7. I heard the news that Kate Winslet was pregnant with her third child, this with her new husband Ned RocknRoll. My first reaction was about which surname the kid would get. But reactions elsewhere have been vicious. Three children by three different men? How dare she? Let’s stone her. I think I’m biased about the whole situation – I’m my mother’s third child from a third father. I was baby RocknRoll. To me, the idea that having multiple baby-daddies makes her a bad woman or an immoral woman is ludicrous. Quite besides the fact she’s been married to each of those fathers (does that make it better, Judgey Judgerton?), when did the morality police decide that divorcees aren’t allowed to love or procreate any further? This article from Mama Mia has an awesome list at the end about what it takes to be a bad woman in this day and age.

Wednesday, October 2, 2013

Dear Boy (21 months)

Dear Boy,

You are 21 months old. Three more months have flown by and you are becoming ever more you. I wonder how much of you now will remain with the you of our future, because you now is pretty damn awesome.

You continue to be the world's cleverest little boy in our eyes with your vocabularly and understanding growing exponentially as you take in more of the world around you. You are regularly regaling us with three and four words sentences: "Mummy sit down too" is a favourite as I push you on the swings. My bum doesn't always fit into the tiny seats, but you always want me to share in the rush and joy. Your sweet little manners are also starting to emerge: "Mummy, bless you, achoo" and "more please", "sorry Percy" and "well done, sharing". Your memory for detail is growing too and it's amazing to hear you recite big long lists and pre-empting stories and adding in more and more colour to your words: "See you later, Postie; see you later Postie motorbike"; "garbage truck! cement mixer! ambulance - neena neena!" and "Thomas, Hiro, Victor my friend, Mavis, Dash, spare parts car, log car, weather tracker, James, Bella". You've also started singing your favourite songs: "buuuuuut - frogs a ladidadida a not galumph, galumph galumph"; "up a sky zoom, zoom, zoom"; "Like noise, like quiet" (although you yell the soft, quiet parts).

You've also picked up so many phrases, our phrases, that are hilarious coming out of your mouth, and a little worrying because it makes us sound like completely uncool stoner parents: "Awesome"; "duuuude"; "crumbs, DM"; and "No problem" (which you substitute for yes quite a lot). We have to watch our language as you soak up everything we say and store it away for later.

Your little brain is also wrapping itself around the concept of emotions, sometimes successfully ("scary dinosaur, Mummy"; "happy"; "angry") and sometimes not so successfully ("happy angry, Mummy"). You've also learn a little Bobby McFerrin telling us to "be happy" when we say "don't worry". There's even a few do do dos thrown in there.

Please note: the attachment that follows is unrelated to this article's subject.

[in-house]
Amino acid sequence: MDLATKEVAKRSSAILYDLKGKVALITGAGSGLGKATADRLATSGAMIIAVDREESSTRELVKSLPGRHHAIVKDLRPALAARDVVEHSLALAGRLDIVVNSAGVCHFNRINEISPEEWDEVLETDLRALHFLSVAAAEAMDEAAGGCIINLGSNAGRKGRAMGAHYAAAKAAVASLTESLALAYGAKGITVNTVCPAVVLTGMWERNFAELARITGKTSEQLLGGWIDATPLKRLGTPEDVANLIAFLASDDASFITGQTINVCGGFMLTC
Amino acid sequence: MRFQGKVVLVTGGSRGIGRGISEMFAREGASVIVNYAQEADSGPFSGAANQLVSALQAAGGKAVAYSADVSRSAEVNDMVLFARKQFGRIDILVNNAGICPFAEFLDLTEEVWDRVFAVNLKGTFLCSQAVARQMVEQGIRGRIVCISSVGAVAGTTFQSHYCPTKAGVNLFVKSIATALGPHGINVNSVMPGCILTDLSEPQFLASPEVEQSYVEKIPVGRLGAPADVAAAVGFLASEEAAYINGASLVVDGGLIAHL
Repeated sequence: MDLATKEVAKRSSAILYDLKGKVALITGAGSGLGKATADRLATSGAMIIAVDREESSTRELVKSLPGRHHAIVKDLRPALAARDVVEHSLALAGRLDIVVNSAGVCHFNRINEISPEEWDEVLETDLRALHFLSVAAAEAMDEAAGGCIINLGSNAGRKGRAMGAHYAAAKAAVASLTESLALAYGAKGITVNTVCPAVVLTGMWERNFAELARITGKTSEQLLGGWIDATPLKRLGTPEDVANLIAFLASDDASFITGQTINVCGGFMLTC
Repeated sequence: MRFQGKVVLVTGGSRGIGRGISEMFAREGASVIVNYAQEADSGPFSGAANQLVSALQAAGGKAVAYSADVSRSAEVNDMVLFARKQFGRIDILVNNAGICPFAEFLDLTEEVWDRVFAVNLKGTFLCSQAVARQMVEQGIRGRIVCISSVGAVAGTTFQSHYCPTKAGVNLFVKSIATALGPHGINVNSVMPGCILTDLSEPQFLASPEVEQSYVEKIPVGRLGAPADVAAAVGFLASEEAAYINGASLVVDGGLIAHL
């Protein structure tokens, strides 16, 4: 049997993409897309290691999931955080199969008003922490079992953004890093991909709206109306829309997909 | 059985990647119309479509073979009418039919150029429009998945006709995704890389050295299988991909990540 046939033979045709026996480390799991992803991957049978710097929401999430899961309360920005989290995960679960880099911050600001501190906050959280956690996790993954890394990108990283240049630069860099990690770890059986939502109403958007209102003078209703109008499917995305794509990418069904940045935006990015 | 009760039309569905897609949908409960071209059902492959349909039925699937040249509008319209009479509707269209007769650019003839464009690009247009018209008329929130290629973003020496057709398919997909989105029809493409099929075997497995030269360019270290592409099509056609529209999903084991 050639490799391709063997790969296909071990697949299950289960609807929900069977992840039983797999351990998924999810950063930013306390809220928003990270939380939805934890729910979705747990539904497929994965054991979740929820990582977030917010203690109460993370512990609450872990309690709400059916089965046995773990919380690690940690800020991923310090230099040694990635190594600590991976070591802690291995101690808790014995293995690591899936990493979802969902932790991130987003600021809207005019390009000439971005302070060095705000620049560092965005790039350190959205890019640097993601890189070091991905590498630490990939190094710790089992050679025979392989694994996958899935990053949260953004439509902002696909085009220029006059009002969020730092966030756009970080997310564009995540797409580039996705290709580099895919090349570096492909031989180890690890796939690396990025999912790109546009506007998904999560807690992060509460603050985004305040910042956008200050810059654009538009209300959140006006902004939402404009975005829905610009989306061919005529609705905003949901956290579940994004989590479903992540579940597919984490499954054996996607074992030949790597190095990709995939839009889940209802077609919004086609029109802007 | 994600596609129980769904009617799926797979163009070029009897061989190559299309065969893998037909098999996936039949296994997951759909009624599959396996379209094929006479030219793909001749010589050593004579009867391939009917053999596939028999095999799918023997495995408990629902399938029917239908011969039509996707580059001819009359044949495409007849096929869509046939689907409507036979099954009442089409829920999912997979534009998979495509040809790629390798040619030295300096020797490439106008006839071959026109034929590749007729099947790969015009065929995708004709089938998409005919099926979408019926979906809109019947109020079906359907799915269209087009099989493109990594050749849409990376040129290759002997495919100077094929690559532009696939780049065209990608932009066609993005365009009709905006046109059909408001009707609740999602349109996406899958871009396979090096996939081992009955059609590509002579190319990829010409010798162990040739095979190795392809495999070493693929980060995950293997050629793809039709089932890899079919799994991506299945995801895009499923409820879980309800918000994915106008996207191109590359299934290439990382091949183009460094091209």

When I look at you, you are a beautiful mixture of big boy and baby boy. Next to the big kids, your face, your gorgeously pinchy cheeks are all baby and you ask in your little voice for them to share; next to the babies, and even some of the kids your age, you seem so grown up - telling us exactly what you want and what you like and don't like, putting the train tracks together and zooming round on the bikes. When you wear your jeans and boots, you seem 10 years old already.

We have put away so many baby toys recently and you're picking out the baby books to read far less often. You choose the soft paper books over the board books and ask over and over for Green Eggs and Ham. You're happy to sit on our laps and listen to us read the books with more words and smaller pictures. You love all your Thomas books, the Peppa Pig books and the various dinosaur books we've inherited.

You are covered in scratches and bruises as you rush through the world and your mind flies away faster than your feet can carry you. We've been to the hospital a few times and you now bear a scar under your lip from where you collided with a wooden chair face first. Cut on one side and teeth through the other but luckily not all the way through. Last week you tumbled from the bench outside and split your chin and this morning you walked right into the corner of the bench, leaving a dint in your forehead and the promise of a bruise. We are applying bandaids and arnica and cuddles so often these days.

You are becoming a sweet, cuddly boy who is happy to snuggle in with Mum and Dad, tucking your hands in and laying your cheek on our shoulders. You're also a hit-and-run cuddler, colliding into to us and hugging our legs for the briefest moment then running back to your toys. Your soft squishy toys are suddenly receiving so many snuggles and cuddles too, especially the elephant puppet we picked up at the zoo.

You are all sweetness and seriousness. You smile more than you frown. Although that crumpled forehead frown is still pretty cute.

Do you realise that the next one of these will be for your 2nd birthday? Fizzling fireboxes!

Much love,

Your Mum. xx

Tuesday, October 1, 2013

New Tricks (15/26): 'Twinkle, Twinkle' on the Song... I mean Xylophone.


I am determined to learn the guitar, or at least a few songs on the guitar. But it's a bit tough at the moment to get away to lessons even though money is a leeeeetle less tight than it was previously. I may resort to google to teach myself before the end of the New Tricks project, but for now there's this: 'Twinkle, Twinkle' on a xylophone (or the Song as Dear Boy insists on calling it).

This new trick comes direct from Lovely Husband - the only thing he knows how to play. Who knew the man was so talented. I'm blessed that he has the patience to teach me.